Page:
The conflict also destroyed or damaged 6,000 rooftop water tanks, 840 household connections, and key storage tanks throughout the Strip. A lack of cement prevents rebuilding. Generator imports also are prohibited, essential to supply water during power outages that increase in winter. Besides water stoppages, lost pipe pressure pollutes groundwater sent through them to households compounding the ongoing health crisis.


The WHO estimated that the war destroyed or damaged half of Gaza’s 122 health facilities, including 15 hospitals, 41 primary care centers, and 29 ambulances. Most now function but far short of optimally given the siege’s constraints. There’s a chronic shortage of everything, including specialized medical personnel to deal with severe war injuries requiring extensive or complicated surgeries as well as the proper equipment to perform them.


Besides the siege’s affects, war destruction greatly exacerbated a bad situation, unrelieved by an inability to rebuild. As a result, in the past year, 82% of government schools and 88% of UNRWA ones operated on double shifts to accommodate Gaza’s children.

During the war, 18 schools were destroyed, and at least another 280 damaged, affecting thousands of students. “To date, almost nothing has been rebuilt or repaired as a result of the” construction materials ban also affecting textbooks and other educational supplies. New schools are needed and damaged ones repaired to begin to restore Gazan education to normality.

Israel’s Siege

Isolating Gaza isn’t new. Since 2000, it’s been subject to closures, but near totally since mid-2007 in defiance of international law. By enforcing Gaza’s blockade, “Israel is violating the absolute prohibition on collective punishment in international humanitarian law….”

Responsibility of the International Community, Especially the EU

As the occupying power, Israel is obligated under international law to assure the safety and well-being of civilians – “protected persons” as defined by Fourth Geneva’s Article 4.

At the March 2009 donor’s conference, over $4 billion in reconstruction aid was pledged, of which $1 billion came from EU countries. “The EU and the rest of the international community have again taken responsibility for repairing damage cause by (Israel), but failed” to see it’s delivered.

For their part, EU nations haven’t sought compensation for damage to their funded projects, estimated at tens of millions in 2000.

Fourth Geneva obligates third parties to conform to international law in all respects. So far, effective action is absent despite the May 2008 Quartet’s call for a “new approach” on Gaza. None followed nor from the Security Council’s January 8 Resolution 1860 (adopted 14 in favor with Washington abstaining) calling for an “Immediate, Durable, Fully Respected Ceasefire in Gaza Leading to Full Withdrawal of Israeli Forces (followed by) Unimpeded Humanitarian Assistance” and reopening of Gaza’s crossings.

So far, the Security Council has done nothing to implement its order, only binding on Israel if enforced. Yet, the EU expressed clear opposition to the siege, most recently at a December Foreign Affairs Council session saying:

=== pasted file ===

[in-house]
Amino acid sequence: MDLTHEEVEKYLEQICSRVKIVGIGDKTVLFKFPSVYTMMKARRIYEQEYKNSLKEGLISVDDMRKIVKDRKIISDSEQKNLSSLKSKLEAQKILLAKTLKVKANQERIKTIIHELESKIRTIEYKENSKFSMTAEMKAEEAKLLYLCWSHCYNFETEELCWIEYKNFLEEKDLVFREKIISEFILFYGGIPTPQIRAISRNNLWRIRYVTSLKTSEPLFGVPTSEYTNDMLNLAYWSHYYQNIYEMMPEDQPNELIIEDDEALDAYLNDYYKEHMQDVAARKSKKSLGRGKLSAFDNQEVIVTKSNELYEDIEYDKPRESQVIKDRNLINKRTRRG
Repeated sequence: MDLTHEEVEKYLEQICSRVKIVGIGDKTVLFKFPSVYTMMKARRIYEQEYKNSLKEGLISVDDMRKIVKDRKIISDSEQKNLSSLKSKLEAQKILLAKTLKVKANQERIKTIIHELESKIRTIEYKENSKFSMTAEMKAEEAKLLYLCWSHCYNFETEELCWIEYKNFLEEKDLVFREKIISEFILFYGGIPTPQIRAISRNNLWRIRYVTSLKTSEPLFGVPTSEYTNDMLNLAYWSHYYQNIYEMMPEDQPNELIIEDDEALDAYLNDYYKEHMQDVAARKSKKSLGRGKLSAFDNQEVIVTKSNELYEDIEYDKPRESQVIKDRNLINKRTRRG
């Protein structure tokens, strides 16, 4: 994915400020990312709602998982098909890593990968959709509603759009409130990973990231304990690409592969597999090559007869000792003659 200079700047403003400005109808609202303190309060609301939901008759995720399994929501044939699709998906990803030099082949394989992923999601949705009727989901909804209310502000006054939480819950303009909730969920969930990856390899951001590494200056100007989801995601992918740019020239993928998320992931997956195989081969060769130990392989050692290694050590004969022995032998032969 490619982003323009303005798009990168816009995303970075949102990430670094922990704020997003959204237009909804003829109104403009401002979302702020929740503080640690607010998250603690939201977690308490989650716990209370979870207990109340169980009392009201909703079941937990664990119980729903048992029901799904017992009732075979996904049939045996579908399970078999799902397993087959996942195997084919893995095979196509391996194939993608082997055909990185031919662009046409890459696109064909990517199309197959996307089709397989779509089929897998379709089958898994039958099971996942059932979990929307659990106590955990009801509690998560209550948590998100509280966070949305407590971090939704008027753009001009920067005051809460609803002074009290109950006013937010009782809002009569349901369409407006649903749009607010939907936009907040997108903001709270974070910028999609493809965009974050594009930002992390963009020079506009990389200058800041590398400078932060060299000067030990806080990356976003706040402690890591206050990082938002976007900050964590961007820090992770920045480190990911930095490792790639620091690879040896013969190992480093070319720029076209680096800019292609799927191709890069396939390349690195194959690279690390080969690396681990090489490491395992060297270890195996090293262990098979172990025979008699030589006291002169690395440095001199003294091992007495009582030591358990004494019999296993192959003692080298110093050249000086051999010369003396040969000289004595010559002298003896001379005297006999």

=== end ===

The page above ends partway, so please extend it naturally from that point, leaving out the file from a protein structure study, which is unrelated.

“the continued policy of closure is unacceptable and politically counterproductive. It has devastated the private sector economy and damaged the natural environment, notably water and other natural resources.”

It also called for “an immediate, sustained and unconditional opening of crossings for the flow of humanitarian aid, commercial goods and persons to and from Gaza,” but keeps abstaining from backing its words with action. It also hasn’t recognized the siege as “collective punishment” under international law, leaving its statements toothless, disingenuous, and contemptible.

So while its members extend new economic and trade privileges to Israel (after freezing their upgrading during the war), it denies Gazans the basics of life and contemptuously sells Israel weapons to batter them again. Also, few of its officials visited Gaza to view the devastation and assess its affects first.

In fact, the Quartet contributed to Gaza’s isolation by not recognizing Hamas, the Occupied Territory’s elected government, not Fatah under Mahmoud Abbas and the appointed prime minister, Salam Fayyad, who usurped it in the West Bank illegitimately.

Diplomatic Initiatives and Plans

“The international community appears to have accepted the blockade, seeking little more than small concessions.” Yet in May 2009, the UN formulated a specific plan to deliver construction materials for a number of stalled health, housing, and education projects. It guaranteed Israel’s security in return for letting it proceed. Then negotiations got diverted to a few pilot projects, not the full package, so:

“almost nothing has been allowed into Gaza under this plan….The international community’s failure to do enough (perhaps nothing beyond rhetoric) to halt the blockade is a sign of the wider failure to hold all parties to account for violations of international humanitarian law.”

In June 2009, Jimmy Carter, like others with similar comments, said: